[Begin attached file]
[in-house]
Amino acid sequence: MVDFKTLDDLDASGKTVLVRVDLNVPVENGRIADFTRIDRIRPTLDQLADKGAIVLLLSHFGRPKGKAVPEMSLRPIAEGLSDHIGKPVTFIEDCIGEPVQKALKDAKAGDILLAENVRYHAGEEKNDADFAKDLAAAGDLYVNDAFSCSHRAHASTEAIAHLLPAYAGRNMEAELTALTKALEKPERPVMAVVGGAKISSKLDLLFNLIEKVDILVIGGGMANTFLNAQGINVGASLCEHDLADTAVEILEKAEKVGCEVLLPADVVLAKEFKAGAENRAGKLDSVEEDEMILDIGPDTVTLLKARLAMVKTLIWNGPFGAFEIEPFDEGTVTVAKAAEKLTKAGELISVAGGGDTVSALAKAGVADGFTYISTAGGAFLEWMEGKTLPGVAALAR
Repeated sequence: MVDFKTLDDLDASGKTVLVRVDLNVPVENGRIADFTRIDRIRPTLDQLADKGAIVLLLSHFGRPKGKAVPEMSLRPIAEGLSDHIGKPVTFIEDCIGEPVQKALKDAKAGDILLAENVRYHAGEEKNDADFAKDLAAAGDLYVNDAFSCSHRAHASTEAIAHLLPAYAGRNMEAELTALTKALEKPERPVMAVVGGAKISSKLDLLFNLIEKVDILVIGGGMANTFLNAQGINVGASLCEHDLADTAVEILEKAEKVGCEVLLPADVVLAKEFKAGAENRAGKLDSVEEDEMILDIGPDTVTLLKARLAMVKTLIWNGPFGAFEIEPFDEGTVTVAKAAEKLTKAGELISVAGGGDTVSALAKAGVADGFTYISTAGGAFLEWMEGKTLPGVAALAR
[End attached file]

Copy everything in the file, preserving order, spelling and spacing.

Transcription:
[in-house]
Amino acid sequence: MVDFKTLDDLDASGKTVLVRVDLNVPVENGRIADFTRIDRIRPTLDQLADKGAIVLLLSHFGRPKGKAVPEMSLRPIAEGLSDHIGKPVTFIEDCIGEPVQKALKDAKAGDILLAENVRYHAGEEKNDADFAKDLAAAGDLYVNDAFSCSHRAHASTEAIAHLLPAYAGRNMEAELTALTKALEKPERPVMAVVGGAKISSKLDLLFNLIEKVDILVIGGGMANTFLNAQGINVGASLCEHDLADTAVEILEKAEKVGCEVLLPADVVLAKEFKAGAENRAGKLDSVEEDEMILDIGPDTVTLLKARLAMVKTLIWNGPFGAFEIEPFDEGTVTVAKAAEKLTKAGELISVAGGGDTVSALAKAGVADGFTYISTAGGAFLEWMEGKTLPGVAALAR
Repeated sequence: MVDFKTLDDLDASGKTVLVRVDLNVPVENGRIADFTRIDRIRPTLDQLADKGAIVLLLSHFGRPKGKAVPEMSLRPIAEGLSDHIGKPVTFIEDCIGEPVQKALKDAKAGDILLAENVRYHAGEEKNDADFAKDLAAAGDLYVNDAFSCSHRAHASTEAIAHLLPAYAGRNMEAELTALTKALEKPERPVMAVVGGAKISSKLDLLFNLIEKVDILVIGGGMANTFLNAQGINVGASLCEHDLADTAVEILEKAEKVGCEVLLPADVVLAKEFKAGAENRAGKLDSVEEDEMILDIGPDTVTLLKARLAMVKTLIWNGPFGAFEIEPFDEGTVTVAKAAEKLTKAGELISVAGGGDTVSALAKAGVADGFTYISTAGGAFLEWMEGKTLPGVAALAR